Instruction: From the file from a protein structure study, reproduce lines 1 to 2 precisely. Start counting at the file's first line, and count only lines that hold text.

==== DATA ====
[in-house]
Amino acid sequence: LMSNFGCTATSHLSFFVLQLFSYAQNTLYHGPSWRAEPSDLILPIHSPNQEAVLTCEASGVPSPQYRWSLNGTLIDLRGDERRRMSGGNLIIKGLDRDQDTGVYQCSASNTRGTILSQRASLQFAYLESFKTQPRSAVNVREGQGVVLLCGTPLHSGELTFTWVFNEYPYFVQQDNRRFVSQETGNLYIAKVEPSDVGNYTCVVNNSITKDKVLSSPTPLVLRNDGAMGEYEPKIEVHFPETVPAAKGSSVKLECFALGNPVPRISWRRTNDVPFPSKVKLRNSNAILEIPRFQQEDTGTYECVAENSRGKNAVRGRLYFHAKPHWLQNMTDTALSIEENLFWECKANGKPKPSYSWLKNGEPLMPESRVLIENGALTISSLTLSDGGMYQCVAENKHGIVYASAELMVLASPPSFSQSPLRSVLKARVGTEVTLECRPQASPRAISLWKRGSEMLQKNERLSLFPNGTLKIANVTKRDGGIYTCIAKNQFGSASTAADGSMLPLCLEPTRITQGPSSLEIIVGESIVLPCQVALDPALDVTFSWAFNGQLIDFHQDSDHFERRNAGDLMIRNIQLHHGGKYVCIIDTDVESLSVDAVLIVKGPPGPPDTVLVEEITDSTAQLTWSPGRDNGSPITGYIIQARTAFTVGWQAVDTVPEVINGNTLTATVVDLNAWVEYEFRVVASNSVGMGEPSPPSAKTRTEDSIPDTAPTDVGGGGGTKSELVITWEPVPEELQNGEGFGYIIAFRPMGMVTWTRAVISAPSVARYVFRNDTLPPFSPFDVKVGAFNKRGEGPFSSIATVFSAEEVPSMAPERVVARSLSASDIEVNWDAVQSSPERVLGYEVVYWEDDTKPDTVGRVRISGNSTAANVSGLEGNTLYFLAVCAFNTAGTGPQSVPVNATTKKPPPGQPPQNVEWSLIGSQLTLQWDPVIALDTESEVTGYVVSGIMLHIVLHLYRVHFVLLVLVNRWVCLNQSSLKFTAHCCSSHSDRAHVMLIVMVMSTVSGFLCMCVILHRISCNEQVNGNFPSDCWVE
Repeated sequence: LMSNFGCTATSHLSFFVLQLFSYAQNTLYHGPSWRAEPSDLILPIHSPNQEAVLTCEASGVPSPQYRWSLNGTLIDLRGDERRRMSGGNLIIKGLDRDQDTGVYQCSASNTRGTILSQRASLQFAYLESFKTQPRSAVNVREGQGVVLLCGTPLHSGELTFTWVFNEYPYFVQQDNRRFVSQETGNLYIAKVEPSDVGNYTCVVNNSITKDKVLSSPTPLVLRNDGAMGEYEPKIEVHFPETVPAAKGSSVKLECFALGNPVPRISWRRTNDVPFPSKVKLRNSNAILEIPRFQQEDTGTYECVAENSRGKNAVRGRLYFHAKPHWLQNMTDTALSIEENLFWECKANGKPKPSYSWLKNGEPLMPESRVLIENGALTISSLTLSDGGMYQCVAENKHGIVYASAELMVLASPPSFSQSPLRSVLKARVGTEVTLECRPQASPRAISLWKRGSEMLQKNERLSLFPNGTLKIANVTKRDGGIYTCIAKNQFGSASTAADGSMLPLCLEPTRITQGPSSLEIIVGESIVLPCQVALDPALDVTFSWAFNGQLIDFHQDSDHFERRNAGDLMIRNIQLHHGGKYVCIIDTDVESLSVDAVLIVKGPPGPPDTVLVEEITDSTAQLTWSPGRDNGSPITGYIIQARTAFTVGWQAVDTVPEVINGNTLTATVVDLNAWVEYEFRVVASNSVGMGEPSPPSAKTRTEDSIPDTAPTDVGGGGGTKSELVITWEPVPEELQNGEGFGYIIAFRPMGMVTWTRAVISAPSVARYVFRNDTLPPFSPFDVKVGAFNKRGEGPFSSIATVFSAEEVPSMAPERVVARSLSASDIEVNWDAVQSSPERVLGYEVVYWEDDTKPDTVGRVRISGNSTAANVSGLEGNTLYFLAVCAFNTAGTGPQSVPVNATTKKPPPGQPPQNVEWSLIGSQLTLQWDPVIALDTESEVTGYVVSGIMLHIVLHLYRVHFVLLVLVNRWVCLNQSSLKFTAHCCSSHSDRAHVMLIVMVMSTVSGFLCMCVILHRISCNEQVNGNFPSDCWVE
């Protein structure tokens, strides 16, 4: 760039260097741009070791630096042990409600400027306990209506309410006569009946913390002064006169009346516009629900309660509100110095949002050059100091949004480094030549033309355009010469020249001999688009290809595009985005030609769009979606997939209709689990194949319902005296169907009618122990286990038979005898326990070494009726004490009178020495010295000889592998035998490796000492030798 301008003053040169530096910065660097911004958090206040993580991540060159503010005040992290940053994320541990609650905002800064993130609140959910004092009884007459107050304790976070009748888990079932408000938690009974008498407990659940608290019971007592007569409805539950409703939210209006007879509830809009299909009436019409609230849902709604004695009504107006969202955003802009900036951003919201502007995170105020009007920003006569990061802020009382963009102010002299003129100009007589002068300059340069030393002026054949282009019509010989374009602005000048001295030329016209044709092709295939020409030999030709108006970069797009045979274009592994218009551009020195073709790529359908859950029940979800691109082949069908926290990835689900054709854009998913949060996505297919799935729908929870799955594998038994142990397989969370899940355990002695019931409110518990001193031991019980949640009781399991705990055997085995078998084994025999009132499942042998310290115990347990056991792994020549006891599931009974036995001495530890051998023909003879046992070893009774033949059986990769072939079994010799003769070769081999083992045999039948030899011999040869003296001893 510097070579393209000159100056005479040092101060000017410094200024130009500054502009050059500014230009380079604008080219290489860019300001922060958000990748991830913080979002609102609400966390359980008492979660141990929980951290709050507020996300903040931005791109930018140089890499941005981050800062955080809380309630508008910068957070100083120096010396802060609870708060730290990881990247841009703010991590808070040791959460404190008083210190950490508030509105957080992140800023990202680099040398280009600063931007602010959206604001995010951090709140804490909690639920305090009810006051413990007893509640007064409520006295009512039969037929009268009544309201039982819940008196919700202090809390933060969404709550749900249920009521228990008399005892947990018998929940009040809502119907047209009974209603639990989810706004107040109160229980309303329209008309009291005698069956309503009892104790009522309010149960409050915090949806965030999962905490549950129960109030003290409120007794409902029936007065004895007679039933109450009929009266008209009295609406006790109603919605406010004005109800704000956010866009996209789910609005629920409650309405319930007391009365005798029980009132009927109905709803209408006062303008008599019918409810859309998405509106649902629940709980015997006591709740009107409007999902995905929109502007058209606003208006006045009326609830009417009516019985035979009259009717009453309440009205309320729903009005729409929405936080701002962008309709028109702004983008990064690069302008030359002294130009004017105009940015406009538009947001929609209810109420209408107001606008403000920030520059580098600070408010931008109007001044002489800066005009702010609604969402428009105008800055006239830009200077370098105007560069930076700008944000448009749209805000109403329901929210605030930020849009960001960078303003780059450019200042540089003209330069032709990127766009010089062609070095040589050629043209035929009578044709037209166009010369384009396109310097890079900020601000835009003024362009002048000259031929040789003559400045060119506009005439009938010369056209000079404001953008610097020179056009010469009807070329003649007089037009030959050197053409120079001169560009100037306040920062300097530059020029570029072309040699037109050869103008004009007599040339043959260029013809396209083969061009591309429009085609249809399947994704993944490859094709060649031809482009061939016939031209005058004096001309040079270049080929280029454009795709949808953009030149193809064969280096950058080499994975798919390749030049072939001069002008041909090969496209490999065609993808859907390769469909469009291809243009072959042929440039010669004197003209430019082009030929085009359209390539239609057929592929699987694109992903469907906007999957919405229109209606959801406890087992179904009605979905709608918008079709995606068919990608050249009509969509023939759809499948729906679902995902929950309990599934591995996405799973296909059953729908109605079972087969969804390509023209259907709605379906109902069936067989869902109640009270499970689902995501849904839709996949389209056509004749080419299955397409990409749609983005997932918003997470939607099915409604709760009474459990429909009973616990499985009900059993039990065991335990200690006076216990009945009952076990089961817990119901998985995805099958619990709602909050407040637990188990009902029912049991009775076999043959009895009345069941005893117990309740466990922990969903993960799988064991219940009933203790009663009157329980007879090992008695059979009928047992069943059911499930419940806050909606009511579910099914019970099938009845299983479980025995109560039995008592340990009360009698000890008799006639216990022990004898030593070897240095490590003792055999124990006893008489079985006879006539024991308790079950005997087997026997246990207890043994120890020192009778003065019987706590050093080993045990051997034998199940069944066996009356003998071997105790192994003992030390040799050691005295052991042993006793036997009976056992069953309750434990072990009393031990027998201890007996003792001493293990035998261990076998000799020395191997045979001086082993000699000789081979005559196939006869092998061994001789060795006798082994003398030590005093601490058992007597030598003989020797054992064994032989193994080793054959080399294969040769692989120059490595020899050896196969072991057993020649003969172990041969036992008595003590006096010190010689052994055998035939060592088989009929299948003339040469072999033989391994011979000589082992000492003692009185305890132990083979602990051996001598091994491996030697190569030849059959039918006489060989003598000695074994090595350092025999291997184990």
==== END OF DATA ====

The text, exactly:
[in-house]
Amino acid sequence: LMSNFGCTATSHLSFFVLQLFSYAQNTLYHGPSWRAEPSDLILPIHSPNQEAVLTCEASGVPSPQYRWSLNGTLIDLRGDERRRMSGGNLIIKGLDRDQDTGVYQCSASNTRGTILSQRASLQFAYLESFKTQPRSAVNVREGQGVVLLCGTPLHSGELTFTWVFNEYPYFVQQDNRRFVSQETGNLYIAKVEPSDVGNYTCVVNNSITKDKVLSSPTPLVLRNDGAMGEYEPKIEVHFPETVPAAKGSSVKLECFALGNPVPRISWRRTNDVPFPSKVKLRNSNAILEIPRFQQEDTGTYECVAENSRGKNAVRGRLYFHAKPHWLQNMTDTALSIEENLFWECKANGKPKPSYSWLKNGEPLMPESRVLIENGALTISSLTLSDGGMYQCVAENKHGIVYASAELMVLASPPSFSQSPLRSVLKARVGTEVTLECRPQASPRAISLWKRGSEMLQKNERLSLFPNGTLKIANVTKRDGGIYTCIAKNQFGSASTAADGSMLPLCLEPTRITQGPSSLEIIVGESIVLPCQVALDPALDVTFSWAFNGQLIDFHQDSDHFERRNAGDLMIRNIQLHHGGKYVCIIDTDVESLSVDAVLIVKGPPGPPDTVLVEEITDSTAQLTWSPGRDNGSPITGYIIQARTAFTVGWQAVDTVPEVINGNTLTATVVDLNAWVEYEFRVVASNSVGMGEPSPPSAKTRTEDSIPDTAPTDVGGGGGTKSELVITWEPVPEELQNGEGFGYIIAFRPMGMVTWTRAVISAPSVARYVFRNDTLPPFSPFDVKVGAFNKRGEGPFSSIATVFSAEEVPSMAPERVVARSLSASDIEVNWDAVQSSPERVLGYEVVYWEDDTKPDTVGRVRISGNSTAANVSGLEGNTLYFLAVCAFNTAGTGPQSVPVNATTKKPPPGQPPQNVEWSLIGSQLTLQWDPVIALDTESEVTGYVVSGIMLHIVLHLYRVHFVLLVLVNRWVCLNQSSLKFTAHCCSSHSDRAHVMLIVMVMSTVSGFLCMCVILHRISCNEQVNGNFPSDCWVE